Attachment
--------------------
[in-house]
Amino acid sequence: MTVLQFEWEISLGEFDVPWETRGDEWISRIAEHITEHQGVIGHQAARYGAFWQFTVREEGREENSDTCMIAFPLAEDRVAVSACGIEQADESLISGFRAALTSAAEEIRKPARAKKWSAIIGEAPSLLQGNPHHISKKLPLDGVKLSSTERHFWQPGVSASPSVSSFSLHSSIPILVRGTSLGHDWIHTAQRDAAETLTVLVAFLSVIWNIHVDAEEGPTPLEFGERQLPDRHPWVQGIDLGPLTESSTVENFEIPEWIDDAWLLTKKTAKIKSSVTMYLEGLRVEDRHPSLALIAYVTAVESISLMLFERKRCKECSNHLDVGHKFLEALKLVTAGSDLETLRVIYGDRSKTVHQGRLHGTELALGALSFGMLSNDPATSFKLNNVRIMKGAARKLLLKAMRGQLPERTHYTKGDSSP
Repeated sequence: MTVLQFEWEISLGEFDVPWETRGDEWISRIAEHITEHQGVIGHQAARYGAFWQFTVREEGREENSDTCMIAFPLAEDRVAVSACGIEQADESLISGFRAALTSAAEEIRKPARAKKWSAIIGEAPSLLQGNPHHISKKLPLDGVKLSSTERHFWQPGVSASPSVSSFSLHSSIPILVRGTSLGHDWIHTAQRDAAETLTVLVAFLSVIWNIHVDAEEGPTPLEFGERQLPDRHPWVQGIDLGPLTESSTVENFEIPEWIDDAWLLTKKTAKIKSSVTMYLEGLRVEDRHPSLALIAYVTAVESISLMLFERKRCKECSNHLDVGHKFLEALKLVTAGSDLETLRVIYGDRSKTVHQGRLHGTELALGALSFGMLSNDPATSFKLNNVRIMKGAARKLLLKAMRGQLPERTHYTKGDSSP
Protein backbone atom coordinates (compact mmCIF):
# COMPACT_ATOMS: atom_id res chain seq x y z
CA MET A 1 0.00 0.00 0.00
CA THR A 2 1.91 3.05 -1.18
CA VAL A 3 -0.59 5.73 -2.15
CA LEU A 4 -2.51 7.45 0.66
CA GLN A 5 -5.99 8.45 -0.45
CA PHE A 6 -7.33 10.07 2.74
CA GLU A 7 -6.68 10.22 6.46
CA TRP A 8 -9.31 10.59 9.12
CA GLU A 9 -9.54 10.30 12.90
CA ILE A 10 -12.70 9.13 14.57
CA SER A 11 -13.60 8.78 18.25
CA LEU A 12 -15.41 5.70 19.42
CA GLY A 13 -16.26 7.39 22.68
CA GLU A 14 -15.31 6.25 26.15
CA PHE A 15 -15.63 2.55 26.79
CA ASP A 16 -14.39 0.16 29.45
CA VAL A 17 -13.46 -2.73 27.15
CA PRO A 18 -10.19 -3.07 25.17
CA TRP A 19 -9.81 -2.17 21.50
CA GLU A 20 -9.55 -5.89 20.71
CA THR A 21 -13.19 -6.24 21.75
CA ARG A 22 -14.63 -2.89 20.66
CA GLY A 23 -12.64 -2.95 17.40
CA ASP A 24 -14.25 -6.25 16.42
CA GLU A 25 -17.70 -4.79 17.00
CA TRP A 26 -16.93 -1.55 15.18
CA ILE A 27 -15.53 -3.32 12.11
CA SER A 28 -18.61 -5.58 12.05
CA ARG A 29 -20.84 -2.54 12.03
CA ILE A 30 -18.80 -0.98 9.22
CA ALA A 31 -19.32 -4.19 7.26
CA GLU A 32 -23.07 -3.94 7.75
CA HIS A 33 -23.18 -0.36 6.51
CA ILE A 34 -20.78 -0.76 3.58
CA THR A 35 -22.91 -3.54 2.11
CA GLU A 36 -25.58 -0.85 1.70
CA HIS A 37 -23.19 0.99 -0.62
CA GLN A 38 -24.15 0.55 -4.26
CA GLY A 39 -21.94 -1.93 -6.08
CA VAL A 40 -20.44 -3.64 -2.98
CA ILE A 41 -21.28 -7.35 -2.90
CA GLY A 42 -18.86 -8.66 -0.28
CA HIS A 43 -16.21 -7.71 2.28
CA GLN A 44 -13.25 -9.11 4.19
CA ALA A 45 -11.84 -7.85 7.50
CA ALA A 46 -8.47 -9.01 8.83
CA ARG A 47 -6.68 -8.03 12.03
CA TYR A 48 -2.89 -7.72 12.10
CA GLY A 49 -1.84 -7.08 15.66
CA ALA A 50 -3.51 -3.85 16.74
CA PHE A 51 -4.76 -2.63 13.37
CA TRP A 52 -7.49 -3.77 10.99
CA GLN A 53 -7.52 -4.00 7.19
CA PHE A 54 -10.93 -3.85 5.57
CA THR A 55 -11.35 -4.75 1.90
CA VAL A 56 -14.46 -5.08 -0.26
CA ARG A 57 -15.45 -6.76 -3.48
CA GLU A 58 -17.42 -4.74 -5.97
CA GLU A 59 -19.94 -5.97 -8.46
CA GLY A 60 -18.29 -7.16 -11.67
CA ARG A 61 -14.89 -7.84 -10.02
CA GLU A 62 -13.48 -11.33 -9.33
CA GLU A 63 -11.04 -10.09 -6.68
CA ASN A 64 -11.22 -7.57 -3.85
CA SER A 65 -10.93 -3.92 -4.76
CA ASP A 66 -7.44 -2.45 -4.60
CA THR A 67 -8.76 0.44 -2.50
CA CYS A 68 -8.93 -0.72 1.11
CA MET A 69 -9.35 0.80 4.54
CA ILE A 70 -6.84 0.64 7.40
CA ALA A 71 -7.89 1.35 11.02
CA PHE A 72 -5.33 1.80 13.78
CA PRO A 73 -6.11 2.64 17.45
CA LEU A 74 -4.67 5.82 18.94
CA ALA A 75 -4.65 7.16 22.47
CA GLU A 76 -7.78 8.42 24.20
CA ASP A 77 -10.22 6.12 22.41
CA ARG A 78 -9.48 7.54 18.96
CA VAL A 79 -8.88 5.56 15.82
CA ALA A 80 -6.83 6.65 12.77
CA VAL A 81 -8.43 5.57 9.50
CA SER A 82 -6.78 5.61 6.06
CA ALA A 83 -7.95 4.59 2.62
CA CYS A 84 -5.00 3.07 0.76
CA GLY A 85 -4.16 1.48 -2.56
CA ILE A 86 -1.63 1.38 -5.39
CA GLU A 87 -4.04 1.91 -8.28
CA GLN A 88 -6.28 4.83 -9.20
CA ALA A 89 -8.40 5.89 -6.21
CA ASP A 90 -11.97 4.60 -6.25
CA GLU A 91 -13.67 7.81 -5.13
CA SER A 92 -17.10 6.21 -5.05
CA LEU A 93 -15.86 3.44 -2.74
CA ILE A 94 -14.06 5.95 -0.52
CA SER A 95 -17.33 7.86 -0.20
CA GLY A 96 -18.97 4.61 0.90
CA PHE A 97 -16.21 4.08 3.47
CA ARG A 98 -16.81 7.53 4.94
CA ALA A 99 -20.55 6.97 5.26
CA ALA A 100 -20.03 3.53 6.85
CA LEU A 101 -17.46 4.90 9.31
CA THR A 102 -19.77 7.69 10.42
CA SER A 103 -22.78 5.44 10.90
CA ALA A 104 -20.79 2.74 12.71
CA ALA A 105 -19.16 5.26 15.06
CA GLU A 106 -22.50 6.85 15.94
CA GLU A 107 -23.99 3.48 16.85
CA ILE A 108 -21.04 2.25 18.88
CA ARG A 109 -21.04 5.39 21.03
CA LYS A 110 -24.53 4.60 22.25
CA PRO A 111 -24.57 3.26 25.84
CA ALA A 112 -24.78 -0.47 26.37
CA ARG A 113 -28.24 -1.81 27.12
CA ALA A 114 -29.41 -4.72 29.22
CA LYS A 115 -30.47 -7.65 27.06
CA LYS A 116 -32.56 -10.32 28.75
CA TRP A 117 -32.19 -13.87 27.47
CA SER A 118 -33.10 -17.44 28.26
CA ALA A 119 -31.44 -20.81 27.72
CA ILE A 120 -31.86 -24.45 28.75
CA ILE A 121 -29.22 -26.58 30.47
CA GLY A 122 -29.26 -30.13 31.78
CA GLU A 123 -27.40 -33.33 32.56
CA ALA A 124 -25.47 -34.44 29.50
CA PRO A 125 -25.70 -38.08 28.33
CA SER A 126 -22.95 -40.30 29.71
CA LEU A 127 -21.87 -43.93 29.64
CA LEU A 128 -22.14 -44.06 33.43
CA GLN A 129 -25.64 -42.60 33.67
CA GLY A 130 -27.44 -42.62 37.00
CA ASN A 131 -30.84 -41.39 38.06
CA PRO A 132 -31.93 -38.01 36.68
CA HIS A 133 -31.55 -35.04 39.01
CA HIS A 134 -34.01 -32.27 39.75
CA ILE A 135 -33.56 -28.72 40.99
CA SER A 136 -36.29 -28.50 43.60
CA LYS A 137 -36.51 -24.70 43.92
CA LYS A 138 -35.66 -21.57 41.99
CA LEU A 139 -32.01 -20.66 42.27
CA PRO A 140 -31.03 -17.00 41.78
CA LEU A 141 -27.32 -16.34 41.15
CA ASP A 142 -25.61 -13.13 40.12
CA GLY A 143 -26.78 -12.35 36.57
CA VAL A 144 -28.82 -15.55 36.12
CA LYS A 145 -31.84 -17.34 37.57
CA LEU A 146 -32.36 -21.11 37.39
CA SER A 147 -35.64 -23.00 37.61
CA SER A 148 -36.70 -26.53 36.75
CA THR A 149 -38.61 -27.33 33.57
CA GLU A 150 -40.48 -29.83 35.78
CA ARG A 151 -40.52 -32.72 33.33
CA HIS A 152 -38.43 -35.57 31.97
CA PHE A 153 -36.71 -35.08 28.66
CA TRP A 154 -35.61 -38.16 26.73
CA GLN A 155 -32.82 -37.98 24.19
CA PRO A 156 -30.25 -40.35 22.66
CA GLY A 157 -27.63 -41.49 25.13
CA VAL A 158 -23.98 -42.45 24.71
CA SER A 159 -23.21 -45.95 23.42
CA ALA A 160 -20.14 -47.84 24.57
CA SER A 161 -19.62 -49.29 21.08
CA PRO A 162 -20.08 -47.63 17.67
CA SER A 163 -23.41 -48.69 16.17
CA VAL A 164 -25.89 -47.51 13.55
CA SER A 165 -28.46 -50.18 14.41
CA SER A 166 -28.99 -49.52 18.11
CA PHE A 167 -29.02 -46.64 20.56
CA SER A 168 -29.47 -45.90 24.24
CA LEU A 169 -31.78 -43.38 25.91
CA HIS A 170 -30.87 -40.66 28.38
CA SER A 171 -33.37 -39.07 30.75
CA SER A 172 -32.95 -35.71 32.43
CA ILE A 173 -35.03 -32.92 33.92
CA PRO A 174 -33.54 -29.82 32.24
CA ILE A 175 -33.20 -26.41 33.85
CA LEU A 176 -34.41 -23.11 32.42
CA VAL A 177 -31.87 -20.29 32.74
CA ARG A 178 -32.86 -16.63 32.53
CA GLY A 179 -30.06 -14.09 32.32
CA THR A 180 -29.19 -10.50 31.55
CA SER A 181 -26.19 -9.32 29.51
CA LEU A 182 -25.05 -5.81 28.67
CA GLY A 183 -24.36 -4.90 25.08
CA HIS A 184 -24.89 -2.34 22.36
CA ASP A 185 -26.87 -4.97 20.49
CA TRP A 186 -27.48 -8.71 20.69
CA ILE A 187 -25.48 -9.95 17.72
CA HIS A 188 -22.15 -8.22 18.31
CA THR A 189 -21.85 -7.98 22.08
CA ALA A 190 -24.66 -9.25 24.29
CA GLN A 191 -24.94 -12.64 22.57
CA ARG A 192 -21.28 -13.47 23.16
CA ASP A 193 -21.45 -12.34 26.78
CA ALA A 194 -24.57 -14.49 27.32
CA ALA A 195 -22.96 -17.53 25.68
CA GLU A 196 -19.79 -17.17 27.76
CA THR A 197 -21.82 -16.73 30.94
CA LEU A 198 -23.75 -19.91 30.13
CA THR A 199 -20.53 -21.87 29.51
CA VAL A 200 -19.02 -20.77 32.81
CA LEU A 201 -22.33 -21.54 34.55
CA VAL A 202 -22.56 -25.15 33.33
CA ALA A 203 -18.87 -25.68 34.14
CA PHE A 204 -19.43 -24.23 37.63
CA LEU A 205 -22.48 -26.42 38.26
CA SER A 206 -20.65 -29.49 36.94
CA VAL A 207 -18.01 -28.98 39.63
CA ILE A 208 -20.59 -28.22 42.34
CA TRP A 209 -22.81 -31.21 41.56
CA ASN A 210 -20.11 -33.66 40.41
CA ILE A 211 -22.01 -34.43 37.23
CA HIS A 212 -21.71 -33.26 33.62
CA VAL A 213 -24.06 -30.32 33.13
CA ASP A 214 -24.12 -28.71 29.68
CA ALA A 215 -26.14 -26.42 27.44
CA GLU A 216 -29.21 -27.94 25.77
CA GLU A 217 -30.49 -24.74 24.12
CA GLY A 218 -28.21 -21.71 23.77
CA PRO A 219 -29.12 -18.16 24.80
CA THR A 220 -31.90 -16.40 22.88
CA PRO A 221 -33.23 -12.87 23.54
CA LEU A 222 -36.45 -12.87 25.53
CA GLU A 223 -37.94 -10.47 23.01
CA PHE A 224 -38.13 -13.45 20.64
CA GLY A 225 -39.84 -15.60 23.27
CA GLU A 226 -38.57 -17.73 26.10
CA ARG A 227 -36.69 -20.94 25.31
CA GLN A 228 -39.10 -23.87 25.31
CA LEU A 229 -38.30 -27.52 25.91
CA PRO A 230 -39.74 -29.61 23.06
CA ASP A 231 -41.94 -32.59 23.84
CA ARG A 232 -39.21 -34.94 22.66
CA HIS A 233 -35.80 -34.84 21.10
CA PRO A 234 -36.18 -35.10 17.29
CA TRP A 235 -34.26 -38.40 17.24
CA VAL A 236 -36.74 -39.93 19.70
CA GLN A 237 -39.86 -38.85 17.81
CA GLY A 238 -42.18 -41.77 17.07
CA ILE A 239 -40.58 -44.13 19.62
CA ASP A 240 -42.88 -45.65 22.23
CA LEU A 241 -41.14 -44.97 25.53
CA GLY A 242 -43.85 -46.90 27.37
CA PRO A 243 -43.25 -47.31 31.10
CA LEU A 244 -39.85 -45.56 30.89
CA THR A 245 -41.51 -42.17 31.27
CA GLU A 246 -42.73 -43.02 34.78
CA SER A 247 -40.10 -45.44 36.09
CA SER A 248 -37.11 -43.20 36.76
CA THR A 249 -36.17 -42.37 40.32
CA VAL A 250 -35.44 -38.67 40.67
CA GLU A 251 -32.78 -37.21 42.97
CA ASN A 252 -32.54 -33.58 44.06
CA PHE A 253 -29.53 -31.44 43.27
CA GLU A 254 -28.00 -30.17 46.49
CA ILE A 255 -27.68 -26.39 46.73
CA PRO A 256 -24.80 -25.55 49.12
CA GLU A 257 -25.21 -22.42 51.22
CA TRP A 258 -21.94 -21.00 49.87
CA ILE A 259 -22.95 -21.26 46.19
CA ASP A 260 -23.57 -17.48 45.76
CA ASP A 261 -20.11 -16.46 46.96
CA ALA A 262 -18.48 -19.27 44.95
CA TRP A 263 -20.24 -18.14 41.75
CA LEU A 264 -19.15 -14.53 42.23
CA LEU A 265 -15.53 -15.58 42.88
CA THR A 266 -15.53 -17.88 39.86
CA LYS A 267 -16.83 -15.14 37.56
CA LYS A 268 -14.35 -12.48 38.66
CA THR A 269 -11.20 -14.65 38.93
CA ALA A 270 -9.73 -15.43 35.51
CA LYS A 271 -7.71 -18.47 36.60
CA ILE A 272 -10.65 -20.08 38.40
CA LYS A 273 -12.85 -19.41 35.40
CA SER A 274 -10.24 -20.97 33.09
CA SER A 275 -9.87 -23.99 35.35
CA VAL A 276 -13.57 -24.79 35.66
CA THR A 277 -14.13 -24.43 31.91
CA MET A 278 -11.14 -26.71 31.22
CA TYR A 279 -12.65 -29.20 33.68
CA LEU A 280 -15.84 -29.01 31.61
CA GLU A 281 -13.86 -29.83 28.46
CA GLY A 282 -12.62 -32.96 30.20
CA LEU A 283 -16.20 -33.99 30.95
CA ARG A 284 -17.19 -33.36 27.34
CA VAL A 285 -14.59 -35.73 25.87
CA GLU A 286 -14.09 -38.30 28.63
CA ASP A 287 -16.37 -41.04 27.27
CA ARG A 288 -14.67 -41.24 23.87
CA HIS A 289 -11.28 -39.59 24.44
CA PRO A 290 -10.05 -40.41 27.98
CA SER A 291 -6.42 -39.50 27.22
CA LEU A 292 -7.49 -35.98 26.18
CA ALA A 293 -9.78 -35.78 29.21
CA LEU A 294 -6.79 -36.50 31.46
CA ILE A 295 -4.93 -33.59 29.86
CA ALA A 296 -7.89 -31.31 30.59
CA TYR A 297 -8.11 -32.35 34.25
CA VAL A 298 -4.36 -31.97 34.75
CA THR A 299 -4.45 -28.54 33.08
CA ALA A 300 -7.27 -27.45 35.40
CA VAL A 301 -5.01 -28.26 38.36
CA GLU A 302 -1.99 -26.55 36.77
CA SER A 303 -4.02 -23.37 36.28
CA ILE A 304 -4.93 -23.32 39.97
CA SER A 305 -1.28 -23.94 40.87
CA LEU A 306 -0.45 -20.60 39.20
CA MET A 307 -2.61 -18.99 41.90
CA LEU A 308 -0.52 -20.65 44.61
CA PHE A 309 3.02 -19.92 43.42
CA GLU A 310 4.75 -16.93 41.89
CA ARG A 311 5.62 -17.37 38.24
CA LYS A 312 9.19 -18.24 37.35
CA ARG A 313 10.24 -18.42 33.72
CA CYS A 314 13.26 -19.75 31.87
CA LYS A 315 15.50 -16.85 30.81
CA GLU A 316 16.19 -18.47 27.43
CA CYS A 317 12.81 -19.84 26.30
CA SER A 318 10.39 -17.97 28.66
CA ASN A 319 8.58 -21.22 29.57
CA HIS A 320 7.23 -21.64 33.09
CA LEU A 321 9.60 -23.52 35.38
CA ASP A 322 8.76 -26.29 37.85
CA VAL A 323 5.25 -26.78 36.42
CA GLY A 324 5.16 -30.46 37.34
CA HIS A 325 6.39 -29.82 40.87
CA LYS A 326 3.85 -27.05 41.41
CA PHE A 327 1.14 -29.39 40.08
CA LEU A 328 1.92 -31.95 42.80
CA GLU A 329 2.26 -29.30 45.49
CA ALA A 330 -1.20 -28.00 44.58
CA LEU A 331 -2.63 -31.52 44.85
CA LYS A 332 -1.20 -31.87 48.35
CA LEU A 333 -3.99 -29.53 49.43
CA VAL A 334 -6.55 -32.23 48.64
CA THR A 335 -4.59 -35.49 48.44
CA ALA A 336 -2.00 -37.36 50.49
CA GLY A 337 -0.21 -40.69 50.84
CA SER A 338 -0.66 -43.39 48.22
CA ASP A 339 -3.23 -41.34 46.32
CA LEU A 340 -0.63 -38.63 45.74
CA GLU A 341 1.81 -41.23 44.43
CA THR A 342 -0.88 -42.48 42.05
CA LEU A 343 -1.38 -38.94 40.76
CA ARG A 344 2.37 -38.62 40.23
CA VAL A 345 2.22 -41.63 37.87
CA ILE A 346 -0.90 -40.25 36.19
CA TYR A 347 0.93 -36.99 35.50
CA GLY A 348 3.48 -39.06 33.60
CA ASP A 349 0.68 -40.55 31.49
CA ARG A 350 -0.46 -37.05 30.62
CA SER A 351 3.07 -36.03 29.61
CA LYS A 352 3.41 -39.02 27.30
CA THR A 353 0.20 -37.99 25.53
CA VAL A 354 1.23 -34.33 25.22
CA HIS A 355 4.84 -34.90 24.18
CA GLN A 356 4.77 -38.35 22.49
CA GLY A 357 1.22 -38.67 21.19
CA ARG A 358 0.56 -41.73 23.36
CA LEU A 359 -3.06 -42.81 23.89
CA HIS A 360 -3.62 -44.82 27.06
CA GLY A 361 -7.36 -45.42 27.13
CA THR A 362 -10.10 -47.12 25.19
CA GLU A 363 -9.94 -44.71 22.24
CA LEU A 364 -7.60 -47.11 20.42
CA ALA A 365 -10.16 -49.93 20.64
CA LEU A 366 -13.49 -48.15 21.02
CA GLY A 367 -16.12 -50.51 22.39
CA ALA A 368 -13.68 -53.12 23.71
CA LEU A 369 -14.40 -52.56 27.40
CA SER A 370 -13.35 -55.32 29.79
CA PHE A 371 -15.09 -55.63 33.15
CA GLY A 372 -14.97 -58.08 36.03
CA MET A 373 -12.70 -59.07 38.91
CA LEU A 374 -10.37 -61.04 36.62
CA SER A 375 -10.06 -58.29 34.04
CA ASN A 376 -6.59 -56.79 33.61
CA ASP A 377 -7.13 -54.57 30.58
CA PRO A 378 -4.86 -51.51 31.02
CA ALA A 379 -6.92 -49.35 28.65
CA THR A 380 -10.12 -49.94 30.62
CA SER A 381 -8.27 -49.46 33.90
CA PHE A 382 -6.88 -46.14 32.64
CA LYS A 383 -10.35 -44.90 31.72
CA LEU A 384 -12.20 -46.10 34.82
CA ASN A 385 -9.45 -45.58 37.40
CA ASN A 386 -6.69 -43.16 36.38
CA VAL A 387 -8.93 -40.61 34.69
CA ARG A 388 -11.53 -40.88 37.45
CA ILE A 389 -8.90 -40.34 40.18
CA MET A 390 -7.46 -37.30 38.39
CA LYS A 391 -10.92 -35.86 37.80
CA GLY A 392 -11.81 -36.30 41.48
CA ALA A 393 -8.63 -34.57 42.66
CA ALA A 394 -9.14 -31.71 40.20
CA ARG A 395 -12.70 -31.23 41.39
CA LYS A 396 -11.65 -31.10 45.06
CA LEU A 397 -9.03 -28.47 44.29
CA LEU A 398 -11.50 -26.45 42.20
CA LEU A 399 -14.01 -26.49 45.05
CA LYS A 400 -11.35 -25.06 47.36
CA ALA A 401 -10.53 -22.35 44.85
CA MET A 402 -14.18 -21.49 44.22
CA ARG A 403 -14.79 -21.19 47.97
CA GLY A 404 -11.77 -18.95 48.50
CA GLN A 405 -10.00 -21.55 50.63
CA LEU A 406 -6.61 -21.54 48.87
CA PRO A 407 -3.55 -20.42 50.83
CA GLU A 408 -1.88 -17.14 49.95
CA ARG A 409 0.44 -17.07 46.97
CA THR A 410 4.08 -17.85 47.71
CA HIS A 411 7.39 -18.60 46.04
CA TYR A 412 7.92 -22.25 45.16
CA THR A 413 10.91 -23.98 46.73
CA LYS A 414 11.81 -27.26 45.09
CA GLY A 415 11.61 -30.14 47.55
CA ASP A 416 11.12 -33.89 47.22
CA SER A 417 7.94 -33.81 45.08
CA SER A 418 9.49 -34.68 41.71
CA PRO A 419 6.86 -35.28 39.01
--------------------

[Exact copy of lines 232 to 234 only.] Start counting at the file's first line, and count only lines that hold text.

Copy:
CA ARG A 227 -36.69 -20.94 25.31
CA GLN A 228 -39.10 -23.87 25.31
CA LEU A 229 -38.30 -27.52 25.91